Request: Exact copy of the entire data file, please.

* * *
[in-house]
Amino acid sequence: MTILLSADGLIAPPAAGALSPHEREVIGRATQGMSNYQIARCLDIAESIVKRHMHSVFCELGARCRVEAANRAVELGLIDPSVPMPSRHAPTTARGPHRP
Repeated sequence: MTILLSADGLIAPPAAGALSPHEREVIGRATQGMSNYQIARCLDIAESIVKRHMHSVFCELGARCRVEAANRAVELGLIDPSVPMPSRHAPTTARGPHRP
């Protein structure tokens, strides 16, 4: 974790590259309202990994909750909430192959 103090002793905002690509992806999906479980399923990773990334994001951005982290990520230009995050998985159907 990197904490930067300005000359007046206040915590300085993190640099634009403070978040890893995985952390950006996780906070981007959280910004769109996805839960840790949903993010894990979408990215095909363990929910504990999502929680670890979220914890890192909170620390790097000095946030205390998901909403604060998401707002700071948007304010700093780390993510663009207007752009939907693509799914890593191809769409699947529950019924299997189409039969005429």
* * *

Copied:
[in-house]
Amino acid sequence: MTILLSADGLIAPPAAGALSPHEREVIGRATQGMSNYQIARCLDIAESIVKRHMHSVFCELGARCRVEAANRAVELGLIDPSVPMPSRHAPTTARGPHRP
Repeated sequence: MTILLSADGLIAPPAAGALSPHEREVIGRATQGMSNYQIARCLDIAESIVKRHMHSVFCELGARCRVEAANRAVELGLIDPSVPMPSRHAPTTARGPHRP
């Protein structure tokens, strides 16, 4: 974790590259309202990994909750909430192959 103090002793905002690509992806999906479980399923990773990334994001951005982290990520230009995050998985159907 990197904490930067300005000359007046206040915590300085993190640099634009403070978040890893995985952390950006996780906070981007959280910004769109996805839960840790949903993010894990979408990215095909363990929910504990999502929680670890979220914890890192909170620390790097000095946030205390998901909403604060998401707002700071948007304010700093780390993510663009207007752009939907693509799914890593191809769409699947529950019924299997189409039969005429």